Violence against women is also: Denying the right to education

Education Action Against Hunger

Photo: Action Against Hunger programs in Mongolia.



From November 25th, the International Day for the Elimination of Violence Against Women, and until December 10th, Human Rights Day, the 16 Days of Activism against Gender-Based Violence is a global campaign to galvanize action to end violence against women and girls around the world.

Violence against women is one of the biggest causes of injury and death to women worldwide, causing more deaths and disability for women ages 15 to 44 than cancer, malaria, traffic accidents and war. In other words, it’s an epidemic. The World Health Organization (WHO) estimated that 1 in 3 women worldwide have experienced physical or sexual violence in their lifetime.

However, violence against women goes beyond the physical. Violence can be physical, sexual, psychological. Violence can include limiting autonomy, decision-making power and access to certain resources.

For these 16 days, we are highlighting 16 different types of violence that women and girls experience beyond the physical.

You can take action against gender-based violence:


Day 6 – Violence Against Women is also: Denying the right to education


The vicious poverty and education cycle

There has been a significant improvement in the gender-based gap in education over the last few years. However the current literacy rates of adult females stands at 82%, compared to 89% for adult males. Even though gender gaps have narrowed, systematic differences persist and women continue to experience both violence and a lack of voice. This is magnified by the lack of ownership rights and lower levels education.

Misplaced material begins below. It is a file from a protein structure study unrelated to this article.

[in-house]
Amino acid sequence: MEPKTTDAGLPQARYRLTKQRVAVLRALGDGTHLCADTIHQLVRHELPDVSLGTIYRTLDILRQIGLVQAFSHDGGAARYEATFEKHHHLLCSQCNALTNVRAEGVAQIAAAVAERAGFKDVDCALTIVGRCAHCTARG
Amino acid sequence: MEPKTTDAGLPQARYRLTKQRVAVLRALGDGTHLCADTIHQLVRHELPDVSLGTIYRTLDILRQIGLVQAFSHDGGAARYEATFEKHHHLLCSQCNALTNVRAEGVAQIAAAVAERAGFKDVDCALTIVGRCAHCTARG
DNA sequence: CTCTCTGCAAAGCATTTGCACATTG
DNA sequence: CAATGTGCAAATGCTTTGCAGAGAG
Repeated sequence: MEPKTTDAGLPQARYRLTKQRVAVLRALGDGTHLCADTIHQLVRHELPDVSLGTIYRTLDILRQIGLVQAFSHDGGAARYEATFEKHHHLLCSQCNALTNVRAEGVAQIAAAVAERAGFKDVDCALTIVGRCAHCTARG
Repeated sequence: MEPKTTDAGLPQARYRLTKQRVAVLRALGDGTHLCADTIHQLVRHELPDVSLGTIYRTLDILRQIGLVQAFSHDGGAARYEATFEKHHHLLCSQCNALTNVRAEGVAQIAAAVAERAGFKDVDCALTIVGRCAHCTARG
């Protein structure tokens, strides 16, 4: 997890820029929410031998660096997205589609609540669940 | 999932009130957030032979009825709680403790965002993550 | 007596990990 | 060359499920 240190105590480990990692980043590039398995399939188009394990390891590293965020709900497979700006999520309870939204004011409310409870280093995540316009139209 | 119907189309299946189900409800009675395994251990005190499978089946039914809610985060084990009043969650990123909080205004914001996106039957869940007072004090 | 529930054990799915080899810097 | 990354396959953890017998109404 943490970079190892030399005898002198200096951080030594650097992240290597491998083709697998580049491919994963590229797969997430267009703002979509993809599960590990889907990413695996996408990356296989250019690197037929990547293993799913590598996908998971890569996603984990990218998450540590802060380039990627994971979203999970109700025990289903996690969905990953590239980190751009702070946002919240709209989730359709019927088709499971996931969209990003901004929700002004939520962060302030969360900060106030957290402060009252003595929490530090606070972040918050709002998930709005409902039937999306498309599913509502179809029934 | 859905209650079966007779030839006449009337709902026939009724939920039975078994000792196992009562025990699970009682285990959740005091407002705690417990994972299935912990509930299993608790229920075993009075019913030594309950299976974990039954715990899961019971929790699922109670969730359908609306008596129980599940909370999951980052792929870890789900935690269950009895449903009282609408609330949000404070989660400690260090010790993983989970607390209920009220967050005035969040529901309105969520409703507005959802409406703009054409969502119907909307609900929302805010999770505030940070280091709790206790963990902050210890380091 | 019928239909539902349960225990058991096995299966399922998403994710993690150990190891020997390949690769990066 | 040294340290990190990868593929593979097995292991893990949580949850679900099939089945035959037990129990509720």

Girls face numerous barriers to education, including cultural norms, lack of access and violence. The most significant barrier however, is the cost of secondary education compared to that of primary schools. Secondary schools are often more difficult for poverty-ridden families to afford. The opportunity cost of attending secondary schools is also higher, as both girls and boys can contribute to family income once they are old enough to work. Additionally, due to cultural norms, girls are often married earlier, in order to ensure that they are provided for and to relieve the financial burden from poorer families. This leads to a vicious cycle where early marriage results in lower educational levels, which renders women more dependent on their husbands and more likely to repeat the process with their own daughters.


Drawing the links between violence and education

In all regions, it is widely known that better education results in women marrying at a later age and having fewer children. This allows them the opportunity of taking on more responsibilities outside of their households, and results in higher income levels. Additionally, education gives mothers enhanced agency to make decisions for the benefit of their children.

When women receive a higher income, they tend to reinvest 90% into their families, as opposed to men who only invest around 30-40%. This explains why educated mothers are more likely to have healthier children who have a greater chance at succeeding in adulthood.

Action Against Hunger works to break this cycle in many ways: we help educate mothers and increase their economic independence so they can reinvest in their daughters. We also create father-to-father support groups to educate fathers on the importance of actively taking part in household duties and why women’s empowerment is a win-win for everyone.

Action Against Hunger in the Philippines.


Help us create brighter futures for girls.